The program of the Anglo-German negotiations was formulated plainly enough by British Foreign Secretary Halifax, who was making unambiguous overtures to Hitler Germany at the very time his subordinates were negotiating in Moscow. In a speech at a banquet of the Royal Institute of International Affairs on June 29, 1939, he declared his readiness to come to terms with Germany on all the problems "that are today causing the world anxiety." He said:

"In such a new atmosphere we could examine the colonial problem, the problem of raw materials, trade barriers, the issue of Lebensraum, the limitation of armaments, and any other issue that affects the lives of all European citizens." (Speeches on Foreign Policy, by Viscount Halifax, Oxford University Press, London, 1940, p.296.)

If we recall how the Conservative Daily Mail, which was closely associated with Halifax, interpreted the problem of Lebensraum as early as 1933, when it recommended the Hitlerites to wrest Lebensraum from the U.S.S.R., there can be not the slightest doubt as to what Halifax really meant. It was an open offer to Hitler Germany to come to terms on a division of the world and spheres of influence, an offer to settle all questions without the Soviet Union and chiefly at the expense of the Soviet Union.

In June 1939 British representatives had already inaugurated strictly confidential negotiations with Germany through Hitler's commissioner for the four-year plan, Wohltat, who was then in London. He had talks with Minister of Overseas Trade Hudson and Chamberlain's closest adviser, G. Wilson. The substance of those June negotiations is still buried in the secrecy of the diplomatic archives. But in July Wohltat paid another visit to London and the negotiations were resumed. The substance of this second round of negotiations is now known from captured German documents in the possession of the Soviet Government, which will shortly be made public.

Hudson and Wilson suggested to Wohltat, and later to the German Ambassador in London, Dirksen, that secret negotiations be started for a broad agreement, which was to include an agreement for a world-wide division of spheres of influence and the elimination of "deadly competition in common markets." It was envisaged that Germany would be allowed predominating influence in Southeastern Europe. In a report to the German Ministry of Foreign Affairs dated July 21, 1939, Dirksen stated that the program discussed by Wohltat and Wilson comprised political, military and economic issues. Among the political issues, along with a pact of non-aggression, special stress was laid on a pact of non-intervention, which was to provide for a "delimitation of Lebensraum between the Great Powers, particularly between Britain and Germany." ("Memorandum of German Ambassador to Britain, Dirksen, July 21, 1939"; Archives of the German Ministry of Foreign Affairs.)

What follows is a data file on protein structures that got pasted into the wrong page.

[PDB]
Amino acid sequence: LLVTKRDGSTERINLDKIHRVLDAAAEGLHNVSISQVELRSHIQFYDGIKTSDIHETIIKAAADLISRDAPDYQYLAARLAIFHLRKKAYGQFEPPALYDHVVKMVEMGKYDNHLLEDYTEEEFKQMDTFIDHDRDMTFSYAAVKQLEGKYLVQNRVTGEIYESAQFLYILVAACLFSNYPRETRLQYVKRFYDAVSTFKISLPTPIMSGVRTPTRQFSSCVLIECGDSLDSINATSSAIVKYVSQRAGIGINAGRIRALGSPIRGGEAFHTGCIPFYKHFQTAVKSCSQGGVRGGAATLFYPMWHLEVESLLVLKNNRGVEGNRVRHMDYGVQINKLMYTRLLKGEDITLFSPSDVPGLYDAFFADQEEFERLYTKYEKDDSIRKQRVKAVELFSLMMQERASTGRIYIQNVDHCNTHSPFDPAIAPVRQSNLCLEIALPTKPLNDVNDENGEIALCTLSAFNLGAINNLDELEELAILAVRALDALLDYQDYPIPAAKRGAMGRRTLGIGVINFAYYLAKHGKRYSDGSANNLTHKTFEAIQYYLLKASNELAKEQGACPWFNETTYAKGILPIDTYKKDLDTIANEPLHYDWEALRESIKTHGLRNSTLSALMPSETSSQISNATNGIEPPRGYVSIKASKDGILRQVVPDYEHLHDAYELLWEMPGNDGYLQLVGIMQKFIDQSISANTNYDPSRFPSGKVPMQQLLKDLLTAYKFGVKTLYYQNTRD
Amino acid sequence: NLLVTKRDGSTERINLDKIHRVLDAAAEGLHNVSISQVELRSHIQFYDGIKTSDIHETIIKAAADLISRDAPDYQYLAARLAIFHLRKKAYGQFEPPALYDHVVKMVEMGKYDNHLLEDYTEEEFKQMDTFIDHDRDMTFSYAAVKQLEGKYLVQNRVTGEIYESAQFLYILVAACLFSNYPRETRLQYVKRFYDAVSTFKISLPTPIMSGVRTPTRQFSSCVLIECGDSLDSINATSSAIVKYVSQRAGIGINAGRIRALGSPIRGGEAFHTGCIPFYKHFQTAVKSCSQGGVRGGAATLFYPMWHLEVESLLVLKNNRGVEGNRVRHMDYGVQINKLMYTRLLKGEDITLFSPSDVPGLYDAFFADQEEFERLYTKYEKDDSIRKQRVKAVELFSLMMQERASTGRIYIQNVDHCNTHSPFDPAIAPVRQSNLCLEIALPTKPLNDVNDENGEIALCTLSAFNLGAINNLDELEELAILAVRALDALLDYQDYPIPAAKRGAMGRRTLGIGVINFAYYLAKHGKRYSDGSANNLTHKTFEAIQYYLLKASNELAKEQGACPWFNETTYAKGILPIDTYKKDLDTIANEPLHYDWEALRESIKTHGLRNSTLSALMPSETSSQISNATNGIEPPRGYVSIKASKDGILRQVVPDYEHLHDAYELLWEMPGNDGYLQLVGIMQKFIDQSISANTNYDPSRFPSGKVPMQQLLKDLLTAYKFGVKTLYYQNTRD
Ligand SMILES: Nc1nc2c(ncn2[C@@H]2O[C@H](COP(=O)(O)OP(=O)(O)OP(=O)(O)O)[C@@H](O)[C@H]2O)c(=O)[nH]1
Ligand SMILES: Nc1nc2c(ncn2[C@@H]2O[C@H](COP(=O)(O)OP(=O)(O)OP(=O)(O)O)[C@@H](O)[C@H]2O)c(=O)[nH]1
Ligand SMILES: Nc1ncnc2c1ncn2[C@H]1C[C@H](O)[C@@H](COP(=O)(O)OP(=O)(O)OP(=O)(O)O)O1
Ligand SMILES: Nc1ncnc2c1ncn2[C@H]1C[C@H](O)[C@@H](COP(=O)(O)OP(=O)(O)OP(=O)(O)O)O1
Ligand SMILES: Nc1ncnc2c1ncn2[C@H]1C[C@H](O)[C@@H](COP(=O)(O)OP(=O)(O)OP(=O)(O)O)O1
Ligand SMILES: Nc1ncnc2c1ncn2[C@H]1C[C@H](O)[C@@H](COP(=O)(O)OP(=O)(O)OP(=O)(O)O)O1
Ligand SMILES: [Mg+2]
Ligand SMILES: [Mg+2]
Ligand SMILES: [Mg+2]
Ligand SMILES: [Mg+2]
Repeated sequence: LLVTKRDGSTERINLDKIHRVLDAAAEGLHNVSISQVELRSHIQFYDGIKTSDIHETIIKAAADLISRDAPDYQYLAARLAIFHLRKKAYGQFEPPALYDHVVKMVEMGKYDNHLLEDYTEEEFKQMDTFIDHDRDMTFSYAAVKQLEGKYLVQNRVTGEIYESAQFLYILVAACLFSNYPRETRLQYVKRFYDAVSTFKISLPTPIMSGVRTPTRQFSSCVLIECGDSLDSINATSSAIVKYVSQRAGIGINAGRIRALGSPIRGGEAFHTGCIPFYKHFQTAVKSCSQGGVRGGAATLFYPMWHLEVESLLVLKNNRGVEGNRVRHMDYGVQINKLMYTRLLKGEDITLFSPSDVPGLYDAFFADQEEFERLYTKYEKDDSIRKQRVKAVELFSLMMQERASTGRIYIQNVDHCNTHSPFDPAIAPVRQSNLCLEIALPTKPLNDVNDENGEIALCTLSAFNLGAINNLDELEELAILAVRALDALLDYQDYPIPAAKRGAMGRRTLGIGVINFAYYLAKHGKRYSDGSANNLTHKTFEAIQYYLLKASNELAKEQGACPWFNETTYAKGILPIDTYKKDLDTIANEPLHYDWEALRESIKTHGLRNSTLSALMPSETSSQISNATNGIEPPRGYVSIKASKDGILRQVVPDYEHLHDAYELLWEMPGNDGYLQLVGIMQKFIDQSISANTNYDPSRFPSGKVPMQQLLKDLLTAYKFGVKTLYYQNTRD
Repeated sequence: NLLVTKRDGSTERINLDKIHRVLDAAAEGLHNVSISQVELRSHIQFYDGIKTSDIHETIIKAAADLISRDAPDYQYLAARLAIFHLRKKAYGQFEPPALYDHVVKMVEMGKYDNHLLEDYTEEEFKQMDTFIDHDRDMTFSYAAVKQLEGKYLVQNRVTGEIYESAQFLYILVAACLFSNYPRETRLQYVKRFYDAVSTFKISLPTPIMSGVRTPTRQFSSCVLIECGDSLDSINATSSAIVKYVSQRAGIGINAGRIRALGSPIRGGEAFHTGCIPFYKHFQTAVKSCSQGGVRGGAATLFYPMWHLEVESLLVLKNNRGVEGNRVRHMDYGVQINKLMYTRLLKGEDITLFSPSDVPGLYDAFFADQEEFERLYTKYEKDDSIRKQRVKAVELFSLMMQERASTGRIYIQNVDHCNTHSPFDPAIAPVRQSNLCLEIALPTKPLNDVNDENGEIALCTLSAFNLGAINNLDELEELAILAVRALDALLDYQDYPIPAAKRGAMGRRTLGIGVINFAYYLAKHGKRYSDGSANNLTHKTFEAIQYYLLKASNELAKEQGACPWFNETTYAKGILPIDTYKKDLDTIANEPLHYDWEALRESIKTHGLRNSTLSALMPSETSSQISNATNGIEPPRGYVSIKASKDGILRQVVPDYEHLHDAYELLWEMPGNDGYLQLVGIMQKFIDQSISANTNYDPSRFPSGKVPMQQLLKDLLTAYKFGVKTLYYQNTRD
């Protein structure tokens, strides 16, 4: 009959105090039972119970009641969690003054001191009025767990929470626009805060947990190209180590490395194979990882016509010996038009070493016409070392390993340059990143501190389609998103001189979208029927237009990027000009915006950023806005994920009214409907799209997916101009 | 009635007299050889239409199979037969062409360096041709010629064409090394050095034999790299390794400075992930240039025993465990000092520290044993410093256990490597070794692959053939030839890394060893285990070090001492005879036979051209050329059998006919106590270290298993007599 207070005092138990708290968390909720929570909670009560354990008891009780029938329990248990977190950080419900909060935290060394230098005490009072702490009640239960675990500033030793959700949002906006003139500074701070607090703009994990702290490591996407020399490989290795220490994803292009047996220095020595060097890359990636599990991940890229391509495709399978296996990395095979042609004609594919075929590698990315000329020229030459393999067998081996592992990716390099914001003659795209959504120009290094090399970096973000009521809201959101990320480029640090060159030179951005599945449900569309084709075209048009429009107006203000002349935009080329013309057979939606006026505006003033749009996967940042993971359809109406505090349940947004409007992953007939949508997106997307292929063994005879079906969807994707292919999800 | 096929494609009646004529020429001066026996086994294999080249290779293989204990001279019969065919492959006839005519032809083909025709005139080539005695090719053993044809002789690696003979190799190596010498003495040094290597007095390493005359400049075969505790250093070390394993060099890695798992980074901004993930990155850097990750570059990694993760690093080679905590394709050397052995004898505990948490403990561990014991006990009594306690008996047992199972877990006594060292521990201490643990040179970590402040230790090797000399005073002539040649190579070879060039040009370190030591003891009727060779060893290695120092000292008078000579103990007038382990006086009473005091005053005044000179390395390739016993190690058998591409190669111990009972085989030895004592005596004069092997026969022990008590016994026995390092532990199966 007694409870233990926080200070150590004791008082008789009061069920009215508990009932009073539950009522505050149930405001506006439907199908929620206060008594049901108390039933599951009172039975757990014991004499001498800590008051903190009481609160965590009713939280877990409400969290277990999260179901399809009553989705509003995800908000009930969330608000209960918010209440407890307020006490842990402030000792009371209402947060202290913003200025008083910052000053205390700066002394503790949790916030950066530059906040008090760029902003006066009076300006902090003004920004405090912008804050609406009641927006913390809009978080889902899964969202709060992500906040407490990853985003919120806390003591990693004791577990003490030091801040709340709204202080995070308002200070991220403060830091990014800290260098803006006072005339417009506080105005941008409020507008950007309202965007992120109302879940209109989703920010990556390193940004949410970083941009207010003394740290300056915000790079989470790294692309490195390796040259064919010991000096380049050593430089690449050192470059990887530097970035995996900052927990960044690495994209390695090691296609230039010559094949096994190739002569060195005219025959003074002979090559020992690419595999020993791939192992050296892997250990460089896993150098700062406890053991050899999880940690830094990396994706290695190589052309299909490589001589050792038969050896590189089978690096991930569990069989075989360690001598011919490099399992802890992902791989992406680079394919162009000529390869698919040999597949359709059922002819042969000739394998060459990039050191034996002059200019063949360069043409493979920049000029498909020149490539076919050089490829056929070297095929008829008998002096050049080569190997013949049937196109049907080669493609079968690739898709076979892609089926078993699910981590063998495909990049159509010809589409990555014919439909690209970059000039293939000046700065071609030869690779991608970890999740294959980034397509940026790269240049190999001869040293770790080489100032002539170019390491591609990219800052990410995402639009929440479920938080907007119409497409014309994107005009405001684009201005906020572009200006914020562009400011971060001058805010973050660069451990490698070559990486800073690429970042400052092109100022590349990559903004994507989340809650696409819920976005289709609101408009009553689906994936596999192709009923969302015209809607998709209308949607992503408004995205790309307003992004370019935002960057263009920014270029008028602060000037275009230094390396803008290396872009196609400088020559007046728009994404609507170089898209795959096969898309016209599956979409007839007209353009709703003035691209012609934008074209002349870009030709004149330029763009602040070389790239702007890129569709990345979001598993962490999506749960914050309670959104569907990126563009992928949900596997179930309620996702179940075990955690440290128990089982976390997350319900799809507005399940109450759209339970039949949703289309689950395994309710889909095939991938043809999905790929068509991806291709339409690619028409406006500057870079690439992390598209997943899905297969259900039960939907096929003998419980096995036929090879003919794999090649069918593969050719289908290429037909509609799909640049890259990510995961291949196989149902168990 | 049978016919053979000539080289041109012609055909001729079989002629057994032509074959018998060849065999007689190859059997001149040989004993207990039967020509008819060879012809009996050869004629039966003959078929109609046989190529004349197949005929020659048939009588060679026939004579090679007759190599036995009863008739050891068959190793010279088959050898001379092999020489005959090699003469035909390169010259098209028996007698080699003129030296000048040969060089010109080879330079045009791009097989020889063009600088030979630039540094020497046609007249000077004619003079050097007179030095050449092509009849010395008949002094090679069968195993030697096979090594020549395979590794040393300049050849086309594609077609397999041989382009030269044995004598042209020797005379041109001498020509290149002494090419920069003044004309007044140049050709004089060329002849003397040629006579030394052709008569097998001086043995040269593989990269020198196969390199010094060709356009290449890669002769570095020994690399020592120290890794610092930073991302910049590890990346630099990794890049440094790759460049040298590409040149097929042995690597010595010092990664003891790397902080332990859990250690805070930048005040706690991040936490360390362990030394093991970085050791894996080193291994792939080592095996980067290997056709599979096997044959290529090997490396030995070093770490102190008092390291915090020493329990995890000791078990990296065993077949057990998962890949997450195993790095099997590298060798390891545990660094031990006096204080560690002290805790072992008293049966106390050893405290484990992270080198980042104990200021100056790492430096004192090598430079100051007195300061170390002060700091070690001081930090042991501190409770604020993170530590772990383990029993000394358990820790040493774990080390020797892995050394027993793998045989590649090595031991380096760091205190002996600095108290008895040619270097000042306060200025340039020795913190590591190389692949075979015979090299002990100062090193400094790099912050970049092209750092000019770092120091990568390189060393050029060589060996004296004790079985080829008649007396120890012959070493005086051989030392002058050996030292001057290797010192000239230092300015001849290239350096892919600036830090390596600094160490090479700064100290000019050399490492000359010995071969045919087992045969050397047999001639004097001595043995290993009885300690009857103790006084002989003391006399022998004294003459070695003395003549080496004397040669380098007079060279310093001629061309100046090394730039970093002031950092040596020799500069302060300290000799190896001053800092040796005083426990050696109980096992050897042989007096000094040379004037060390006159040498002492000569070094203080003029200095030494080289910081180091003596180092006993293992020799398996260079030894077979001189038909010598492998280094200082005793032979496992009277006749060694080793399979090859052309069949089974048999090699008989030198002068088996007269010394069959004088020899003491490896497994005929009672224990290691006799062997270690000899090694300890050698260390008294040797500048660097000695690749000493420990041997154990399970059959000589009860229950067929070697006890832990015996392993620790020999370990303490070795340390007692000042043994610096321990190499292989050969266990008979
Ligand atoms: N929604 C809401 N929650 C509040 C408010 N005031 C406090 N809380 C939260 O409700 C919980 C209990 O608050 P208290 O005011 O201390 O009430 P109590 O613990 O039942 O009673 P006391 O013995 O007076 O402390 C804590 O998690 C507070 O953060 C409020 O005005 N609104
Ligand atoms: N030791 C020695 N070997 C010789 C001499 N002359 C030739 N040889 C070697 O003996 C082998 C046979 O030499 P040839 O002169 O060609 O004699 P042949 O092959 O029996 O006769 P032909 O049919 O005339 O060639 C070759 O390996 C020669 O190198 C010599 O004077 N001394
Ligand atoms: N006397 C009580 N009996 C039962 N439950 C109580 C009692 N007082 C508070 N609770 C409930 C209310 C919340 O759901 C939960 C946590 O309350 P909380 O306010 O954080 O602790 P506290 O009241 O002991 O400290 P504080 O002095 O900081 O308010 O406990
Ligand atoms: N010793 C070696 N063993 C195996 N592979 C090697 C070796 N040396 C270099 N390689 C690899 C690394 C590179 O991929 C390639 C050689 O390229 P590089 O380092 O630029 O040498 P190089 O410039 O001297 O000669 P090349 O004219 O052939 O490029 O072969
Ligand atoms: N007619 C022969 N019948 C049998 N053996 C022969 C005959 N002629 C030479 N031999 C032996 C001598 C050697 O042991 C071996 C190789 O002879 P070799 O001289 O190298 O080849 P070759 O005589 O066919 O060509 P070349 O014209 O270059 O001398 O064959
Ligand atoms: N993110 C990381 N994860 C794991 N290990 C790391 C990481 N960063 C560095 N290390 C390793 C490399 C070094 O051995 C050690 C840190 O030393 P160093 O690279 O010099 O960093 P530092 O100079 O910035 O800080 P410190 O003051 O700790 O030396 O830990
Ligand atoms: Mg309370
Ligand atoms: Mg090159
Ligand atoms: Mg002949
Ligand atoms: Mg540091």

Surrender of Poland to Hitler

During the discussion of the questions involved in these two pacts, the British representatives promised that if the pacts were signed, Britain would withdraw the guarantees she had just given Poland.

The British were prepared, if an Anglo-German agreement were signed, to let the Germans settle the Danzig problem and the problem of the Polish Corridor with Poland alone, and undertook not to interfere in the settlement.

Furthermore, and this too is documentarily corroborated in the Dirksen reports shortly to be published, Wilson reaffirmed that if the above-mentioned pacts between Britain and Germany were signed, Britain would in fact abandon her policy of guarantees.

"Then Poland would be left, so to speak, alone, face to face with Germany," Dirksen comments in his report.

All this signified that, at a time when the ink with which Britain signed her guarantees to Poland had not yet dried, the rulers of Britain were prepared to surrender Poland to Hitler.

Furthermore, if the Anglo-German agreement had been concluded, the purpose which Britain and France had set themselves in starting the negotiations with the Soviet Union would have been achieved, and the possibility of expediting a clash between Germany and the U.S.S.R. would have been further facilitated.

Lastly, it was proposed to supplement the political agreement between Britain and Germany with an economic agreement, which was to include a secret deal on colonial questions, for the partition of raw materials and the division of markets, as well as for a big British loan to Germany.

The rulers of Britain were thus lured by the seductive picture of a firm agreement with Germany and the "canalization" of German aggression toward the East, against Poland, whom they had only just "guaranteed," and against the Soviet Union.

Is it then to be wondered that the slanderers and falsifiers of history are so careful to hush up and conceal these facts, which are of paramount importance to an understanding of the circumstances by virtue of which war was becoming inevitable?